However, supervisors who had a higher degree of self-control as a personality trait were less likely to become abusive from surface acting, according to the study.

"Our findings are significant because they open the door to more intervention options. For instance, service organizations might want to reconsider how they encourage their staff to provide good service. While forcing employees to smile and suppress other emotions might help a company's image, such practices also risk compromising supervisor-staff relationships in the long run," said Dr Yam.

He added: "Our research suggests that abusive supervision can be mitigated by replenishing the supervisors' mental resources and hence, their resources for self-control. For instance, organizations can help employees regain their self-control resources by encouraging them to take short breaks at work. Likewise, self-affirmation training can enable individuals to replenish depleted resources. Together, research points to a wide array of interventions through which organisations can reduce abusive supervision."

The full paper can be downloaded at: http://static1.squarespace.com/static/52be2693e4b0697bbec87ab3/t/55bf9ea5e4b0a7882770f3c8/1438621361714/Yam+et+al+JAP+self+control.pdf

3) Disguised corruption in China through credit cards

Some banks in China have been issuing bureaucrats with higher credit lines than those given to non-bureaucrats, until the recent crackdown on corruption in the country, suggesting that credit cards have been used as a disguised form of corruption, according to fresh research by Professor Sumit Agarwal (bizagarw@nus.edu.sg) of the Department of Finance at NUS Business School.

According to the Asian Bureau of Finance and Economic Research (ABFER) Digest in September 2015, the study covered all provinces in mainland China and credit card data of close to one million consumers.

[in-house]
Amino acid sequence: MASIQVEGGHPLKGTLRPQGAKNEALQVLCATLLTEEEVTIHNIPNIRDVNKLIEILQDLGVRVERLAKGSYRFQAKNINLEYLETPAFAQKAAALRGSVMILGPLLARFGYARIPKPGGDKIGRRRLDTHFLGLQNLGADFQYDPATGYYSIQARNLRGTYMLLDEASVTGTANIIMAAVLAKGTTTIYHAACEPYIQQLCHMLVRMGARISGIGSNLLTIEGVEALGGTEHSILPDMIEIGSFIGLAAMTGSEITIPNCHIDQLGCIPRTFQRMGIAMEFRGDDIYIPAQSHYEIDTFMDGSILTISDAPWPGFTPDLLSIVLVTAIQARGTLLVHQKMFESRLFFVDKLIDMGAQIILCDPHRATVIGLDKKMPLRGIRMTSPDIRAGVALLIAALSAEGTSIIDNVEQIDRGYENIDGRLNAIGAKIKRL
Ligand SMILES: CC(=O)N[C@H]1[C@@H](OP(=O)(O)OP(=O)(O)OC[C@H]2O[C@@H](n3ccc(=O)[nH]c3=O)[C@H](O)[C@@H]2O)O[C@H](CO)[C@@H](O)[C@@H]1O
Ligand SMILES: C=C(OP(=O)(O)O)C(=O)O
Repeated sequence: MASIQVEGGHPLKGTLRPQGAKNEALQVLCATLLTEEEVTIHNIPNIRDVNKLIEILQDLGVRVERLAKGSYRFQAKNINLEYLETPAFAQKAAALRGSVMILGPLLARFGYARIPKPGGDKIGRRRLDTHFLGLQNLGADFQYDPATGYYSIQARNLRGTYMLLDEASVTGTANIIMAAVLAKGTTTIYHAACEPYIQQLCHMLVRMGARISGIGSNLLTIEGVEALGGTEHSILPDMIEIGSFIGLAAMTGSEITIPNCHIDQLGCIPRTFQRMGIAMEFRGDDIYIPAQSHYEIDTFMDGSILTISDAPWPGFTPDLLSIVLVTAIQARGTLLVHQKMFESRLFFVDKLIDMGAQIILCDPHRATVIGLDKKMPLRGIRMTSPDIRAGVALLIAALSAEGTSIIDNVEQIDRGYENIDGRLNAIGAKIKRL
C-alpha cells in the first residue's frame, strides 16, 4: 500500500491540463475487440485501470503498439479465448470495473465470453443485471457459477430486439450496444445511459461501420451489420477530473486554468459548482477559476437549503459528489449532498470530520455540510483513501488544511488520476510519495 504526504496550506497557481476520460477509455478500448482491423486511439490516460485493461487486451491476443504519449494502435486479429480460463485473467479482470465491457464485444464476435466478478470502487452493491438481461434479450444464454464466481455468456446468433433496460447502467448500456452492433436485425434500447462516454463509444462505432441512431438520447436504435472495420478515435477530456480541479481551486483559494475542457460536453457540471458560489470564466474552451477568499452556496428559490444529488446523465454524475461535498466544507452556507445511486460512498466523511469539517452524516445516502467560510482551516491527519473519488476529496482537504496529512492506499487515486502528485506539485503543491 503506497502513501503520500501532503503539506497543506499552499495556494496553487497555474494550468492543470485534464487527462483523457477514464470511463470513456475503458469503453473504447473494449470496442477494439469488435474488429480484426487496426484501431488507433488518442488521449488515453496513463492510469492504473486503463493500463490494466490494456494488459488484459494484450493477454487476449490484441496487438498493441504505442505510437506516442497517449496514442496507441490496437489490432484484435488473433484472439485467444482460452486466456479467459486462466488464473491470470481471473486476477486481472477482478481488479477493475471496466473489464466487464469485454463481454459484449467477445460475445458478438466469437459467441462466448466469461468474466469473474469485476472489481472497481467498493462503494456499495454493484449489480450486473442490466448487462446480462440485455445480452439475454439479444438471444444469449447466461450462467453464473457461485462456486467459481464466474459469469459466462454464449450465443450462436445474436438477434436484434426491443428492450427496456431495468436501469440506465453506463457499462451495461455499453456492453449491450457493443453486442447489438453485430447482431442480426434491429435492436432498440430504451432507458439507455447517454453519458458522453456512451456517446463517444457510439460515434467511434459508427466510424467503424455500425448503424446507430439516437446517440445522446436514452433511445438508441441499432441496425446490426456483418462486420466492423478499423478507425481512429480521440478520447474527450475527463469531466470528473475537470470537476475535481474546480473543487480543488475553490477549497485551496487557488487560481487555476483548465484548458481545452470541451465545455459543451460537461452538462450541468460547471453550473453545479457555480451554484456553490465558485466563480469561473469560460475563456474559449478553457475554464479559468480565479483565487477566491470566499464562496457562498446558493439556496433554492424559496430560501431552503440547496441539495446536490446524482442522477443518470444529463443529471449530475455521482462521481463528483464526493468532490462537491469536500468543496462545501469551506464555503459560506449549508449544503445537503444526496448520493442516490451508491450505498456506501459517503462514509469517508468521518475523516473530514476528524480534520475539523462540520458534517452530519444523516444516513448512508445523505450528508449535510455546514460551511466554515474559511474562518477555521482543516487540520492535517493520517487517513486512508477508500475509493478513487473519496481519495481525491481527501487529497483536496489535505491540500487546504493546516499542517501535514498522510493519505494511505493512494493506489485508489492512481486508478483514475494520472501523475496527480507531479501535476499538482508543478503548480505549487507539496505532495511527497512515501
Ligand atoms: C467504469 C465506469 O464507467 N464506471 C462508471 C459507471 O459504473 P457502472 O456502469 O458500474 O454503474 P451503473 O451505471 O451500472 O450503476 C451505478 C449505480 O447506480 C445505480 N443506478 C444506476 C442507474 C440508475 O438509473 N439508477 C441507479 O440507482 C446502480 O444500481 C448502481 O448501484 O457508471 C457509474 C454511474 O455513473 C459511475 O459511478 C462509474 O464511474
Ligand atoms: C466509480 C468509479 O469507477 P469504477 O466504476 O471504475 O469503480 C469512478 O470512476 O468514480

The research found that Chinese banks issued credit lines that were on average 14 percent higher than those they issued to non-bureaucrats. This credit premium was also almost 18 percent greater among higher-ranked bureaucrats, compared to those ranked lower, indicating that banks favored bureaucrats who had more power to help them in their operations.

Additionally, the study found that even though bureaucrats had higher average delinquency rates compared to non-bureaucrats, the delinquent accounts of bureaucrats had a higher probability of being reinstated, than those of non-bureaucrats.

A noteworthy finding was that while regular customers with delinquent accounts paid off their debt quickly to avoid high interest charges and to be reinstated, delinquent bureaucrat accounts took a longer time to be reinstated, suggesting that the latter achieved account reinstatement only when banks wrote off the debt.

However, the crackdown in corruption appears to have had an effect. The study found a smaller difference between the credit line premiums of bureaucrats' credit card accounts in the first year after the crackdown, compared to bureaucrat accounts that were opened prior to the crackdown.

The delinquency rate and likelihood of reinstatement for existing and new bureaucrats' credit card accounts also fell during the first year after the crackdown, making them no different from accounts of non-bureaucrat customers.

"The lack of transparency and governance in China's credit card system makes it a potentially important and viable vehicle for corruption. It can potentially be used as an implicit bribe to government officials. Our research is significant as it not only shows that the corruption crackdown has had a good effect, it has also revealed a corruption mechanism that may have been missed by policymakers," said Professor Agarwal.

The abstract can be downloaded at: http://abfer.org/docs/abfer-sept-digest-2015.pdf